3. Levine, James, Dennis Murphy and Sherrill Watson, (1993) Getting Men Involved: Strategies for Early Childhood Programs, Scholastic, Inc., NY, NY; Levine, James and Edward Pitt, (1995) New Expectations: Community Strategies for Responsible Fatherhood, Families and Work Institute, NY, NY. To obtain reports see www.fatherhoodproject.org. Doherty, William, Edward Kounski, and Martha F. Erickson (1996) Responsible Fathering: An Overview and Conceptual Framework, prepared by the Lewin Group under contract with the Office of the Assistant Secretary for Planning and Evaluation/HHS , Washington, D.C. Available as HHS report at http://fatherhood.hhs.gov/concept.htm and in a revised version from the Journal of Marriage and the Family 60 (May 1998):277-292.
4. Doherty, William, Edward Kounski, and Martha F. Erickson (1996) Responsible Fathering: An Overview and Conceptual Framework, prepared by the Lewin Group under contract with the Office of the Assistant Secretary for Planning and Evaluation/HHS , Washington, D.C. Available as HHS report at http://fatherhood.hhs.gov/concept.htm and in a revised version from the Journal of Marriage and the Family 60 (May 1998):277-292.
5. Research briefs and reports from the Fragile Family and Child Well-Being Study, see Dispelling Myths About Unmarried Fathers, Fragile Family Research Brief #1, May 2000 and Johnson, Waldo, 2000, The Determinants of Parental Involvement Among Unwed Fathers, Working Paper 00-19-FF. Reports also available at: http://www.crcw.princeton.edu/fragilefamilies/index.htm.
6. Knox, Virginia and Cindy Redeross, (2000), Parenting and Providing: The Impact of Parents' Fair Share on Parental Involvement, Manpower Research Corporation, New York. See www.mdrc.org or http://fatherhood.hhs.gov/fi-prog.htm.
7. Pearson, Jessica and Nancy Thoennes, Programs to Increase Fathers Access to Their Children, in Garfinkel, Irwin, et.al (eds), (1998) Fathers Under Fire: The Revolution in Child Support Enforcement , Russell Sage Foundation, New York.
8. Effective Intervention in Domestic Violence & Child Maltreatment Cases, Guidelines for Policy and Practice, National Council of Juvenile and Family Court Judges, PO Box, 8970, Reno, Nevada, (775)784-6012.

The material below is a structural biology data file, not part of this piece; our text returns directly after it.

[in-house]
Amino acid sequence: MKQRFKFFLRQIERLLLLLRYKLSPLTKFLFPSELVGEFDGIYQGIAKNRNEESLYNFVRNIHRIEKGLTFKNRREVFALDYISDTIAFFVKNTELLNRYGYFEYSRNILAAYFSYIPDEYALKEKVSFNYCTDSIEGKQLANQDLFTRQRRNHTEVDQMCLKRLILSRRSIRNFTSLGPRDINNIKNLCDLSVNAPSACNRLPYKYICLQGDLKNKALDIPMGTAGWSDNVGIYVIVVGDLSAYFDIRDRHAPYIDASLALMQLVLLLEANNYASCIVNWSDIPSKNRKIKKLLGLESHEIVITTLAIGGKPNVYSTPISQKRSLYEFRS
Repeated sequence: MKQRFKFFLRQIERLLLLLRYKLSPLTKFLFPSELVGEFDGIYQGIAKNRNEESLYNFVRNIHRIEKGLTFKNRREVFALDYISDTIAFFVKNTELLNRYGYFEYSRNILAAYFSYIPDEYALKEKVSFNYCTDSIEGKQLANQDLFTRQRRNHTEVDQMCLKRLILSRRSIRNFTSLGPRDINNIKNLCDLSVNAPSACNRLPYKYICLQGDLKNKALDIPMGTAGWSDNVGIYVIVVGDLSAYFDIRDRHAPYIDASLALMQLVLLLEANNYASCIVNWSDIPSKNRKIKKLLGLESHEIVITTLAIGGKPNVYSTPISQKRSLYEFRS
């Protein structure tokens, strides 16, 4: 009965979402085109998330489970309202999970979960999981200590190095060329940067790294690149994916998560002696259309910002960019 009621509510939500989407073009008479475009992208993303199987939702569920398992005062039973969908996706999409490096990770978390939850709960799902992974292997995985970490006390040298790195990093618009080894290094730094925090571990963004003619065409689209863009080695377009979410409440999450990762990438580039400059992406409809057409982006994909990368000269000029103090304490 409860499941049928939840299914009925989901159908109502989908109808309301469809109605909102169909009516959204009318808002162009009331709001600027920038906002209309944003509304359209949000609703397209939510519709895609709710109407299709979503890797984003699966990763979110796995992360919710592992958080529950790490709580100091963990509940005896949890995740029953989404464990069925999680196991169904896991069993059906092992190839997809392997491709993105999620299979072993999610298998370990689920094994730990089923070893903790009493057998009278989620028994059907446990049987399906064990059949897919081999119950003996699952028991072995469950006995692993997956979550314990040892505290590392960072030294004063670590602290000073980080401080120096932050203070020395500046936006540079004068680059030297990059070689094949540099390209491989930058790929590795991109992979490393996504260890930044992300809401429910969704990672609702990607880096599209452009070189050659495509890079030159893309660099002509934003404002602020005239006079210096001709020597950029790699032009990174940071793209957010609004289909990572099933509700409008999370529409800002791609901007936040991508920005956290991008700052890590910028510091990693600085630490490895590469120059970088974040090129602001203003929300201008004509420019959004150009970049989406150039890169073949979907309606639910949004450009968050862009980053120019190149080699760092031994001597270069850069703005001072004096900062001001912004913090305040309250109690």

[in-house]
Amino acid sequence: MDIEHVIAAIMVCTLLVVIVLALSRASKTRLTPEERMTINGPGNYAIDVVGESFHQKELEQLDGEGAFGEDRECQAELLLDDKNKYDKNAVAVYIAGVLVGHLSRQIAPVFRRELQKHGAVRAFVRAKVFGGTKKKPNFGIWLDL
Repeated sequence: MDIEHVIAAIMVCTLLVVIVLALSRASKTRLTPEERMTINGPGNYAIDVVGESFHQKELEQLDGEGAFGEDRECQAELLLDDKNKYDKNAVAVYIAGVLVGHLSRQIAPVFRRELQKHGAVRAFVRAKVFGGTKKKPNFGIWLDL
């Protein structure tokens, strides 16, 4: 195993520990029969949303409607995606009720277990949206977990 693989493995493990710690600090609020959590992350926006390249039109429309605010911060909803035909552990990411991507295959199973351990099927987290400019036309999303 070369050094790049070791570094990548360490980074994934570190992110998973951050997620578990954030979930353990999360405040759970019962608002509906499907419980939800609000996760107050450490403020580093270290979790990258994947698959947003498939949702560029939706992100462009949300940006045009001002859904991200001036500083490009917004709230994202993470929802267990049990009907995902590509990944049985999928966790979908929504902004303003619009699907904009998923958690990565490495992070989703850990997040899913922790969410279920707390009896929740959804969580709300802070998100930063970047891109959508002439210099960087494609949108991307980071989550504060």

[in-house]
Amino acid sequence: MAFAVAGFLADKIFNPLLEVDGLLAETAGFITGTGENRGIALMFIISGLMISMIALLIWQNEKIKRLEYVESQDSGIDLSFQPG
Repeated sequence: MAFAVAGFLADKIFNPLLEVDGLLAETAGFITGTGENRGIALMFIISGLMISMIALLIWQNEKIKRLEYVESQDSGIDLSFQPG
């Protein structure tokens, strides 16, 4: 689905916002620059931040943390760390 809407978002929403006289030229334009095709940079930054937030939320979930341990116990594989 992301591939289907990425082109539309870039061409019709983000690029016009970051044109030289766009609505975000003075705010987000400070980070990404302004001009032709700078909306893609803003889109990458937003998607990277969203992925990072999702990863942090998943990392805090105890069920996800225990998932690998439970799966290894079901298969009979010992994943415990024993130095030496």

9. Pearson, Jessica, David Price, Nancy Thoennes, and Jane Venohr, (2000), Responsible Fatherhood Demonstrations: Early Implementation Lessons, Policy Studies Inc., under contract to the Office of Planning and Evaluation and the Office of Child Support Enforcement, HHS, Denver, and Martinson, Karin, John Trutko, and Debra Strong, (2000) Serving Noncustodial Parents: A Descriptive Study of Welfare-to-Work Programs, The Urban Institute under contract with the Office of the Assistant Secretary for Planning and Evaluation, HHS, Washington DC. Reports available at: http:fatherhood.hhs.gov.
10. A Call to Commitment: Fathers Involvement in Children's Learning, (2000) National Center for Fathering under contract with the Department of Education, Washington D.C. Available at http://pfie.ed.gov.
11. Involving Non-Resident Fathers in Children's Learning, (2000) Center for Fathering under contract with the Office of Child Support Enforcement, ACF/HHS, Washington, D.C. Available at http: fatherhood.hhs.gov or from the National Child Support Enforcement Reference Center at (202) 401-9383 or www.acf.dhhs.gov/programs/cse.
12. Nurturing Fatherhood: Improving Data and Reseach on Male Fertility, Family Formation and Fatherhood, Washington, D.C: Federal Interagency Forum on Child and Family Statistics, 1998 (Report available at: http://fatherhood.hhs.gov/fi-forum.htm.) See also Ray, Aisha, Q&A, in Father Care, Applied Research in Child Development #2, Fall 2000 from the Herr Research Center, Erikson Institute, 420 North Wabash Ave, Chicago IL, 60611-5627, phone: (312) 755-2250.
13. Doherty, William, Edward Kounski, and Martha F. Erickson (1996) Responsible Fathering: An Overview and Conceptual Framework, prepared by the Lewin Group under contract with the Office of the Assistant Secretary for Planning and Evaluation/HHS , Washington, D.C. Available as HHS report at http://fatherhood.hhs.gov/concept.htm and in a revised version from the Journal of Marriage and the Family 60 (May 1998): 277-292.